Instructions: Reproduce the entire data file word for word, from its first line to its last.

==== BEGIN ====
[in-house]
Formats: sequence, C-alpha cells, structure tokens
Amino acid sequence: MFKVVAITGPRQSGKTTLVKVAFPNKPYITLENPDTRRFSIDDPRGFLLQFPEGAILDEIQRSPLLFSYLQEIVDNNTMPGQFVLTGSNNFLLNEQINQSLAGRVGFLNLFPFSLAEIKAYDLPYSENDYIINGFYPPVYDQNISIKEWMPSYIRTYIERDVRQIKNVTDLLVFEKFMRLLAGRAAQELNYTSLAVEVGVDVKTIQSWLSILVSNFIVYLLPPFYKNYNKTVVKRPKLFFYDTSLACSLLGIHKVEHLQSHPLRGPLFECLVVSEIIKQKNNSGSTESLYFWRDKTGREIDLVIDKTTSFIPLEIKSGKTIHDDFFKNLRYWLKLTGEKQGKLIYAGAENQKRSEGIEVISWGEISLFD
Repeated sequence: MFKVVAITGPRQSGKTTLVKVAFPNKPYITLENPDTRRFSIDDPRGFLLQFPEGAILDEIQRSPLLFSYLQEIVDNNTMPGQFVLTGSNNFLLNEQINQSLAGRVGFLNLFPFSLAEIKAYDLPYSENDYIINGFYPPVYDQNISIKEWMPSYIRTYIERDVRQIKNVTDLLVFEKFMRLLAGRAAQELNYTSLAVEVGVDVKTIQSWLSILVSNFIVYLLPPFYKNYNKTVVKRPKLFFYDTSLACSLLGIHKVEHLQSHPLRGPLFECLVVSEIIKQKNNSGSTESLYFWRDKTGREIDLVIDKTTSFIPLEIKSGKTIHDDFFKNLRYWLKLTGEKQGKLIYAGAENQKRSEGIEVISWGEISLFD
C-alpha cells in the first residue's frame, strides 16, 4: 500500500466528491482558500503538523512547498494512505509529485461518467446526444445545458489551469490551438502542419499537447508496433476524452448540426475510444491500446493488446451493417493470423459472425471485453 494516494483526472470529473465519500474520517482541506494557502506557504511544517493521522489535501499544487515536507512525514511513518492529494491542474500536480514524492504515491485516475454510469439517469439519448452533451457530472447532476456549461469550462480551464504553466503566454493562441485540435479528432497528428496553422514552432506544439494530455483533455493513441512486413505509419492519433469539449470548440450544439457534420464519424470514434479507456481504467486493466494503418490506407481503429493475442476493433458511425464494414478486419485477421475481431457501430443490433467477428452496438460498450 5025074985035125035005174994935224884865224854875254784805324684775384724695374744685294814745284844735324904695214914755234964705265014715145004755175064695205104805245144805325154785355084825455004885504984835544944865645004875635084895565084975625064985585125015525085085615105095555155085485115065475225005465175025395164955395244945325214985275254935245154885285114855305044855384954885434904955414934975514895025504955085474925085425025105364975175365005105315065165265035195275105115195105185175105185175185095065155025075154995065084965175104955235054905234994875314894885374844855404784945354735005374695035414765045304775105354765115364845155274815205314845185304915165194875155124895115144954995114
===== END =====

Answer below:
[in-house]
Formats: sequence, C-alpha cells, structure tokens
Amino acid sequence: MFKVVAITGPRQSGKTTLVKVAFPNKPYITLENPDTRRFSIDDPRGFLLQFPEGAILDEIQRSPLLFSYLQEIVDNNTMPGQFVLTGSNNFLLNEQINQSLAGRVGFLNLFPFSLAEIKAYDLPYSENDYIINGFYPPVYDQNISIKEWMPSYIRTYIERDVRQIKNVTDLLVFEKFMRLLAGRAAQELNYTSLAVEVGVDVKTIQSWLSILVSNFIVYLLPPFYKNYNKTVVKRPKLFFYDTSLACSLLGIHKVEHLQSHPLRGPLFECLVVSEIIKQKNNSGSTESLYFWRDKTGREIDLVIDKTTSFIPLEIKSGKTIHDDFFKNLRYWLKLTGEKQGKLIYAGAENQKRSEGIEVISWGEISLFD
Repeated sequence: MFKVVAITGPRQSGKTTLVKVAFPNKPYITLENPDTRRFSIDDPRGFLLQFPEGAILDEIQRSPLLFSYLQEIVDNNTMPGQFVLTGSNNFLLNEQINQSLAGRVGFLNLFPFSLAEIKAYDLPYSENDYIINGFYPPVYDQNISIKEWMPSYIRTYIERDVRQIKNVTDLLVFEKFMRLLAGRAAQELNYTSLAVEVGVDVKTIQSWLSILVSNFIVYLLPPFYKNYNKTVVKRPKLFFYDTSLACSLLGIHKVEHLQSHPLRGPLFECLVVSEIIKQKNNSGSTESLYFWRDKTGREIDLVIDKTTSFIPLEIKSGKTIHDDFFKNLRYWLKLTGEKQGKLIYAGAENQKRSEGIEVISWGEISLFD
C-alpha cells in the first residue's frame, strides 16, 4: 500500500466528491482558500503538523512547498494512505509529485461518467446526444445545458489551469490551438502542419499537447508496433476524452448540426475510444491500446493488446451493417493470423459472425471485453 494516494483526472470529473465519500474520517482541506494557502506557504511544517493521522489535501499544487515536507512525514511513518492529494491542474500536480514524492504515491485516475454510469439517469439519448452533451457530472447532476456549461469550462480551464504553466503566454493562441485540435479528432497528428496553422514552432506544439494530455483533455493513441512486413505509419492519433469539449470548440450544439457534420464519424470514434479507456481504467486493466494503418490506407481503429493475442476493433458511425464494414478486419485477421475481431457501430443490433467477428452496438460498450 5025074985035125035005174994935224884865224854875254784805324684775384724695374744685294814745284844735324904695214914755234964705265014715145004755175064695205104805245144805325154785355084825455004885504984835544944865645004875635084895565084975625064985585125015525085085615105095555155085485115065475225005465175025395164955395244945325214985275254935245154885285114855305044855384954885434904955414934975514895025504955085474925085425025105364975175365005105315065165265035195275105115195105185175105185175185095065155025075154995065084965175104955235054905234994875314894885374844855404784945354735005374695035414765045304775105354765115364845155274815205314845185304915165194875155124895115144954995114